As the end of the year approaches, you may want to review your investment portfolio to consider possible rebalancing opportunities. It may also make sense to consider engaging in a tax-loss selling strategy before the end of the year, to reduce your overall tax liability or to receive a refund of taxes paid in a previous year.

With a tax-loss selling strategy, investments that have declined in value are sold in order to generate a capital loss for tax purposes, which can be used to offset capital gains already generated during the year. Alternatively, an aggregate net capital loss in the current year can be carried back and applied against net capital gains realized in the three preceding years, or carried forward for use in a future year.

The amount of capital gains subject to tax each year is based on the calculation of net capital gains, which is the sum of all capital gains less all capital losses realized in the year. Therefore, to the extent that an investor realizes capital losses in the same taxation year that a significant capital gain is triggered, the tax liability on the capital gain can be reduced (or eliminated).

Therefore, as the end of the year approaches, it may be worthwhile to review your portfolio with your BMO financial professional to consider the sale of certain investments with unrealized losses, provided a sale makes sense from an investment perspective.

Considerations before implementing a tax-loss selling strategy

Before implementing a tax-loss selling strategy, consider the following:

1. Losses can be applied to current or previous year’s gains
Capital losses are first applied to offset capital gains in the current year, but any unapplied (aggregate) net capital losses can be carried back for up to three years, so it’s important to review your 2017 capital gains and losses realized to-date, and your tax returns from 2014, 2015 and 2016 to determine if you reported net capital gains in any of these years. If so, check with your tax advisor to understand the possible tax benefit of applying any net capital losses to offset these gains.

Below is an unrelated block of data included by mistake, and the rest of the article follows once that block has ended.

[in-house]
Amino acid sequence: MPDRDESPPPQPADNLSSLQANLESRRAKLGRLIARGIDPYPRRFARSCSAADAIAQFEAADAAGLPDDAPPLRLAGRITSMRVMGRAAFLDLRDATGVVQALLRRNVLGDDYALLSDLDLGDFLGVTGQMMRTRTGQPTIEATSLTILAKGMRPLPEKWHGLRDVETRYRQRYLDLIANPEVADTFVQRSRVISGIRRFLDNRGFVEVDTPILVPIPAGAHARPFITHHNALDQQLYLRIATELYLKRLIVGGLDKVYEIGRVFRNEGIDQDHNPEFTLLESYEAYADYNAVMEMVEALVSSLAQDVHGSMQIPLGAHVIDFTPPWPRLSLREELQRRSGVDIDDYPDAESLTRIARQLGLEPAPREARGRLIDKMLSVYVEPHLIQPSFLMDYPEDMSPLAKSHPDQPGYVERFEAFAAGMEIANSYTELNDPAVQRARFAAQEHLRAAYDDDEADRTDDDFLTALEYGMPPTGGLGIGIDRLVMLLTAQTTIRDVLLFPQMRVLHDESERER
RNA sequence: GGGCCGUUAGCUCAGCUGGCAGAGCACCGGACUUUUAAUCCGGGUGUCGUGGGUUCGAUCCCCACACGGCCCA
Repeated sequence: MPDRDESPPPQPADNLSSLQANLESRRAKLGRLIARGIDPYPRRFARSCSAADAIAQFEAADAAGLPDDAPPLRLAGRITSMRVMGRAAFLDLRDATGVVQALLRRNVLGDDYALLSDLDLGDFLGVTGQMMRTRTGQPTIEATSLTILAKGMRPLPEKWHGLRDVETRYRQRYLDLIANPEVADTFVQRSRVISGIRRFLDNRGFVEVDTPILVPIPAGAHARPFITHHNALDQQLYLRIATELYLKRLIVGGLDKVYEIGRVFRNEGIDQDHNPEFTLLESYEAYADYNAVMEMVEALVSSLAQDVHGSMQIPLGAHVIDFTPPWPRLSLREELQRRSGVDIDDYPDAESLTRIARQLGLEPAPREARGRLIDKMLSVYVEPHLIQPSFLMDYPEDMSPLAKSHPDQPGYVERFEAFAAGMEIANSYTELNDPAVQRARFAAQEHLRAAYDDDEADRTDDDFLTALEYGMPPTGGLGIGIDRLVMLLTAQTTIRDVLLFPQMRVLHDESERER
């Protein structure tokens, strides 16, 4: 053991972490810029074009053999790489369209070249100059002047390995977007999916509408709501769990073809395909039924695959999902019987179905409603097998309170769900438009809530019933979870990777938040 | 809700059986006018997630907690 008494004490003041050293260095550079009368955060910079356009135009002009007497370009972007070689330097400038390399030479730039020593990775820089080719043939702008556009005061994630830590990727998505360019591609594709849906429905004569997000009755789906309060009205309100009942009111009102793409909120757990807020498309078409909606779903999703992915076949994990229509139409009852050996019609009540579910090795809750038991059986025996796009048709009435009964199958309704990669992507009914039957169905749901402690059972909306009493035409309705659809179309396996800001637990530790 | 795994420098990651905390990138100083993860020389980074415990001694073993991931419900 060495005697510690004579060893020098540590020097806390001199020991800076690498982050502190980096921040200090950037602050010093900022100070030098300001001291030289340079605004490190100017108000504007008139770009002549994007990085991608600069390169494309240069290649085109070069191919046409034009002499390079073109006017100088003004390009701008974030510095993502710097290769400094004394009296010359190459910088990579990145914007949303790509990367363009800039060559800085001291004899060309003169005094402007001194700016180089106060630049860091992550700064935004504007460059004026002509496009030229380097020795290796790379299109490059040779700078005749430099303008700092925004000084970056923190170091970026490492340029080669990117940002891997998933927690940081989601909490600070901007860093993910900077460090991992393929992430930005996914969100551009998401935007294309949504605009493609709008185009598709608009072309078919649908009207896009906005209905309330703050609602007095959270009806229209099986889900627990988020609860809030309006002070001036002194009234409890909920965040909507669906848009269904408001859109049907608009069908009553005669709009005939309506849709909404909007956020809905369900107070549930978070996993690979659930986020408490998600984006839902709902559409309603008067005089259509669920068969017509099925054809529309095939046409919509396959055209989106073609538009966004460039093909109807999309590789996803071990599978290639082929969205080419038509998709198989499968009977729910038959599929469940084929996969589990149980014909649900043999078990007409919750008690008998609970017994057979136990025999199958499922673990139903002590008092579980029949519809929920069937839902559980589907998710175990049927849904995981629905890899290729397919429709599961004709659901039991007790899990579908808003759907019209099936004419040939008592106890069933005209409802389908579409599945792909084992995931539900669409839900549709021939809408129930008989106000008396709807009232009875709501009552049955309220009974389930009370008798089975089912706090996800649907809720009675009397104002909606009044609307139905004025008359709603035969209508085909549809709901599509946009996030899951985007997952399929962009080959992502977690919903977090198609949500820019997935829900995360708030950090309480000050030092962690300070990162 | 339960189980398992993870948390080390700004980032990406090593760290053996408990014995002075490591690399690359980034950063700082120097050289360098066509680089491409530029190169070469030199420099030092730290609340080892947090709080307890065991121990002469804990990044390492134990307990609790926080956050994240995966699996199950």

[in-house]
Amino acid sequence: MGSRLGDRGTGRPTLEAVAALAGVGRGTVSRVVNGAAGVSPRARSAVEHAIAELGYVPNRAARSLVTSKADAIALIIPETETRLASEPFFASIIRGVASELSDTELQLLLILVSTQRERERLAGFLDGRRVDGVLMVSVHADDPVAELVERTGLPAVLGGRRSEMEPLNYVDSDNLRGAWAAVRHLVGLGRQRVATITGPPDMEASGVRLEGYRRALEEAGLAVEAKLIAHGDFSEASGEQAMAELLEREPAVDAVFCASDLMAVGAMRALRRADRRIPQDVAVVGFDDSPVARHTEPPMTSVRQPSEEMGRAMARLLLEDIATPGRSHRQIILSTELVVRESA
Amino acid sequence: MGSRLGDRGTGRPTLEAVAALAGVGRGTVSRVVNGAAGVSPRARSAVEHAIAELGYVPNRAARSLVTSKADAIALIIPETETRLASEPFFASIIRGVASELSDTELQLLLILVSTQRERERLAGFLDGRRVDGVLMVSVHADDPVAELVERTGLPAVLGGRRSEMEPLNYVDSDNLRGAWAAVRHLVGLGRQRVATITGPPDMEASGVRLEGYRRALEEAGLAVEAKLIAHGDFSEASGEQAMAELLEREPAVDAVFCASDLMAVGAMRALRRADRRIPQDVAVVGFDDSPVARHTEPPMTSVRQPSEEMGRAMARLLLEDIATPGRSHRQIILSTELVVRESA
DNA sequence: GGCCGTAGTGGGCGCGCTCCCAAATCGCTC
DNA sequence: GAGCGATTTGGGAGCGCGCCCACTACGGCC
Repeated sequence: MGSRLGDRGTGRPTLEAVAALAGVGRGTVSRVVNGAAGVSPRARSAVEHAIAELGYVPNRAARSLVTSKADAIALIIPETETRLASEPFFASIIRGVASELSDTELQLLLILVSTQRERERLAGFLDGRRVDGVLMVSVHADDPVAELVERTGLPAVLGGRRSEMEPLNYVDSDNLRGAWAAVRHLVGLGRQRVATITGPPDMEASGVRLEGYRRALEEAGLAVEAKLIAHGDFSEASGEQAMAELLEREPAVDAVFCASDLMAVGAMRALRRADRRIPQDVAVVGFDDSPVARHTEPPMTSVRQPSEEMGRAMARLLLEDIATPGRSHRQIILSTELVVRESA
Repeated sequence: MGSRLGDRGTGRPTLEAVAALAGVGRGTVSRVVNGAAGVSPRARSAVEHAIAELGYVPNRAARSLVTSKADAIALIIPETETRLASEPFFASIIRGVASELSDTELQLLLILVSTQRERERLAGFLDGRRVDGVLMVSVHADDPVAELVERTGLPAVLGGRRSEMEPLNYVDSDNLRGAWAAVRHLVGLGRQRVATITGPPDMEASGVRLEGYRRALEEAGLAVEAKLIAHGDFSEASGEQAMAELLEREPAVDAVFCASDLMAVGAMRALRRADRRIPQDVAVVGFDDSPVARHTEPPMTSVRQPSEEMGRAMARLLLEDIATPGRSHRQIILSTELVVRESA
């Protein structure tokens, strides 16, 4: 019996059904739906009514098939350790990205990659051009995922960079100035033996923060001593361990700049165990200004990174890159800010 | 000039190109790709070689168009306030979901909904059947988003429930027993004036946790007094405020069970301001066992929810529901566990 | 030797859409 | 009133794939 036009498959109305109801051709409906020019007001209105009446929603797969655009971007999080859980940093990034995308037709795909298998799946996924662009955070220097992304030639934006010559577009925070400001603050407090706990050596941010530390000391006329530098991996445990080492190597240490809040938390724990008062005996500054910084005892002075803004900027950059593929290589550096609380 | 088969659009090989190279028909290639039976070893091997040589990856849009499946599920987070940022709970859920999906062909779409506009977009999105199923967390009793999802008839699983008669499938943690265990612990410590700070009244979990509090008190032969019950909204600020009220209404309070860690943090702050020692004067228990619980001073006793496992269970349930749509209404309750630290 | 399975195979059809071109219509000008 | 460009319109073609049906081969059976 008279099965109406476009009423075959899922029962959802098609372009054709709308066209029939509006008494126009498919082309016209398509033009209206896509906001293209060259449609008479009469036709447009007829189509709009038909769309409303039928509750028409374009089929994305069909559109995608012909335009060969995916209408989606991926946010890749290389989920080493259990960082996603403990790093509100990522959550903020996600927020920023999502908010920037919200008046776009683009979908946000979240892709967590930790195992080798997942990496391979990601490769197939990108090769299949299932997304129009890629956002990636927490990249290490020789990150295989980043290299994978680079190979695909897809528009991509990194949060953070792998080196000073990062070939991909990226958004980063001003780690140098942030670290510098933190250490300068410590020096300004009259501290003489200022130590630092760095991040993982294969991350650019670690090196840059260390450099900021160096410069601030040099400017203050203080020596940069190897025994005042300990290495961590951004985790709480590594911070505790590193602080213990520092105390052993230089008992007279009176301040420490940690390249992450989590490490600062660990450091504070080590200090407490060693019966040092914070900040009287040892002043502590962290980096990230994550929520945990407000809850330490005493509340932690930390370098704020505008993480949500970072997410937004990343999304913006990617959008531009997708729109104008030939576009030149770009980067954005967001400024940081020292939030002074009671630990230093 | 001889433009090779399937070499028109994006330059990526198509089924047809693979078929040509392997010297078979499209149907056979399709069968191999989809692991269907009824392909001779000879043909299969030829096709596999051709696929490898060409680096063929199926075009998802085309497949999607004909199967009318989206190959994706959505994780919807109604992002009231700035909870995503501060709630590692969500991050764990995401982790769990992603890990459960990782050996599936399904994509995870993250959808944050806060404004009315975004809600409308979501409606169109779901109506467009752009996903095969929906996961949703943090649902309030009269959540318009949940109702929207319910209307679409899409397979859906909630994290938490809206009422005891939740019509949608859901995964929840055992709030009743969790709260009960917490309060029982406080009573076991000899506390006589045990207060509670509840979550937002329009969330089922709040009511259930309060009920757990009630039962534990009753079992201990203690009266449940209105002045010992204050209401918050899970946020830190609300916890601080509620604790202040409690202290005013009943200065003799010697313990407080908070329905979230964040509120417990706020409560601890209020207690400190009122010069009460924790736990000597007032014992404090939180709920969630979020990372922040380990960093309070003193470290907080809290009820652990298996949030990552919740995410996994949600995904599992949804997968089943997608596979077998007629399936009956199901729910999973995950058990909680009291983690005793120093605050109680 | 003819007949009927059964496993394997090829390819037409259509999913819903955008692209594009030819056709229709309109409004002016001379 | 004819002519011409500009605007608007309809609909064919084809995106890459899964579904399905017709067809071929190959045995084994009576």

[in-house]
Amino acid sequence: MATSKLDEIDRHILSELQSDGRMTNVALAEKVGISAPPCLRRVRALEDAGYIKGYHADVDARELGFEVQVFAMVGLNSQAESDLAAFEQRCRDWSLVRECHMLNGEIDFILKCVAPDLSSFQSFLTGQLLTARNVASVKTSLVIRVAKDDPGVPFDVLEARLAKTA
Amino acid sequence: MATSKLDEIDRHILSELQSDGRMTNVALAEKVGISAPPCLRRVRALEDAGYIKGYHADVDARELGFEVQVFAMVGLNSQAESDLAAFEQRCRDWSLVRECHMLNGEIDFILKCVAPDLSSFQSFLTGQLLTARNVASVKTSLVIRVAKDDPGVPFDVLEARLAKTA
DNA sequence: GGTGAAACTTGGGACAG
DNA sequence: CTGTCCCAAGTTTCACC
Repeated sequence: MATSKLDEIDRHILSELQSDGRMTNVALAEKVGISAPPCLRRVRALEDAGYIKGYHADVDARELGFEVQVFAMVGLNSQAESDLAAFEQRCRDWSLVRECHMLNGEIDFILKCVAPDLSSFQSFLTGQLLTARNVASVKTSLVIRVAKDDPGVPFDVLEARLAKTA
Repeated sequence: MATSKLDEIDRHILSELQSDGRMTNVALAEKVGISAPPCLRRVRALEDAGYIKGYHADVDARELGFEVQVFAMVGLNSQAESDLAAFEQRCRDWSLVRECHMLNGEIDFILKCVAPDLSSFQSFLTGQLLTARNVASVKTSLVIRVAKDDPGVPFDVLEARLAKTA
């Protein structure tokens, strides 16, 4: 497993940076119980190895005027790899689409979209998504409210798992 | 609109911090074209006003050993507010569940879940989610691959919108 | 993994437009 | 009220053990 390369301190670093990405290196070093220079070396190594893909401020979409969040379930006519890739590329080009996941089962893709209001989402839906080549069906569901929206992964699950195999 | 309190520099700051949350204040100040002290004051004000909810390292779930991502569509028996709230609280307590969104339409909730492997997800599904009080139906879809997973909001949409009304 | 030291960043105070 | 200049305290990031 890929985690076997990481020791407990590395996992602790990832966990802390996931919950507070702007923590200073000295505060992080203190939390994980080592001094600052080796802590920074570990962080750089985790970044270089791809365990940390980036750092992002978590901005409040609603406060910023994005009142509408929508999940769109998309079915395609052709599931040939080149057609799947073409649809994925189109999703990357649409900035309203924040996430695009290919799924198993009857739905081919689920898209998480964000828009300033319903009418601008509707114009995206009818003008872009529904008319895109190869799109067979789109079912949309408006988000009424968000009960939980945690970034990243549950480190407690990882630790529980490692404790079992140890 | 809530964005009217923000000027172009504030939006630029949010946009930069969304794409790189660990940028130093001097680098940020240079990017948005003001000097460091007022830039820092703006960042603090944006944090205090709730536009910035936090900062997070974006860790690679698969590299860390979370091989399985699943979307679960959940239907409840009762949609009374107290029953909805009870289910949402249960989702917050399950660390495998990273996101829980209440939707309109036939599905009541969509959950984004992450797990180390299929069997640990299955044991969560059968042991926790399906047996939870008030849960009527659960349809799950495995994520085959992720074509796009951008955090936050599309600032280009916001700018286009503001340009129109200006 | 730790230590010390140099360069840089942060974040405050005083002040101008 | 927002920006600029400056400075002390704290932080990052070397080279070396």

2. Foreign currencies
Remember that capital gains or losses on foreign securities denominated in another currency are calculated in Canadian dollars, even if the sales proceeds remain in the foreign currency. The foreign exchange rate at the time of purchase is used in the calculation of the tax cost base, and the foreign exchange rate at the time of sale is used to calculate the proceeds on the sale. Therefore, fluctuations in the foreign currency relative to the Canadian dollar over the period of ownership will also factor into the analysis.

On a related note, be aware that a capital gain or loss (in excess of $200) may be realized for tax purposes on U.S./foreign cash balances, to the extent that the funds were sold or disposed – e.g., converted into Canadian dollars, used to purchase another stock/security or used to pay expenses or make a purchase.

3. Confirm tax cost base of the security
Speak to your accountant or other tax advisor to confirm the actual tax cost base of your investments. The tax cost will often be different from the original purchase price as a result of corporate re-organizations, tax elections, distributions (such as return of capital), or the requirement to calculate a weighted-average cost for tax purposes of a security that is held across more than one non-registered account.

4. Be aware of the superficial loss rule
The superficial loss rule within the Canadian tax legislation may deny a capital loss realized on a sale or disposition of an investment. The rule generally applies if:

i. During the period that begins 30 days before the sale and ends 30 days after the sale, you – or any person or entity considered to be affiliated with you for tax purposes – acquired the same or identical security, and
ii. At the end of the period, you – or an affiliated person or entity – owned or had the right to acquire the same or identical security.

Corporate investors should be aware of rules similar to the superficial loss rule for individuals, that will deny and “suspend” the capital loss in the corporation. Corporate investors should also take note of another “stop-loss” provision that can deny a capital loss where a deductible (Canadian) dividend was received by the corporation on a share prior to the sale of the share at a loss, unless the corporate investor held the share for the preceding 365 days and did not own more than 5% of any share class in the dividend-paying company.

5. Pay attention to the settlement date
Since it is the settlement date of the trade which is relevant for tax purposes (i.e., it now generally takes two business days from the trade date for an equity trade to settle), ensure that there is sufficient time remaining after the trade date to allow the transaction to settle in 2017. The last day to make an equity trade that settles in 2017 is expected to be December 27, 2017.

6. Seek professional advice
Be sure to consult with your tax advisor prior to implementing a tax-loss selling strategy to ensure that it is appropriate for your situation and is implemented properly.